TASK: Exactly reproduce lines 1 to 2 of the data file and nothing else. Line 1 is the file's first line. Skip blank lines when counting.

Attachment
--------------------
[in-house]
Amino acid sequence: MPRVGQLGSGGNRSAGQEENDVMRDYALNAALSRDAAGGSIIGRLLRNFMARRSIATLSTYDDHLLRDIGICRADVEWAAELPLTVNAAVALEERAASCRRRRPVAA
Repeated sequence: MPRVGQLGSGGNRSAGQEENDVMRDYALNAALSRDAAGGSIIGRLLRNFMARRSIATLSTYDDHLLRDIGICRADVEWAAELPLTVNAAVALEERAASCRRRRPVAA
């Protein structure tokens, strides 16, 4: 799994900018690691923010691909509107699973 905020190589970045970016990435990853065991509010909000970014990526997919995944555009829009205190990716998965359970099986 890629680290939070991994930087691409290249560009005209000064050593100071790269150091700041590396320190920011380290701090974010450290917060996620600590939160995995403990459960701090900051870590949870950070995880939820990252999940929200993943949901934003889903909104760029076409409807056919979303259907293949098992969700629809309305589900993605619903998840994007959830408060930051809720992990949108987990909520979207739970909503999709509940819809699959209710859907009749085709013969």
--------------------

[in-house]
Amino acid sequence: MPRVGQLGSGGNRSAGQEENDVMRDYALNAALSRDAAGGSIIGRLLRNFMARRSIATLSTYDDHLLRDIGICRADVEWAAELPLTVNAAVALEERAASCRRRRPVAA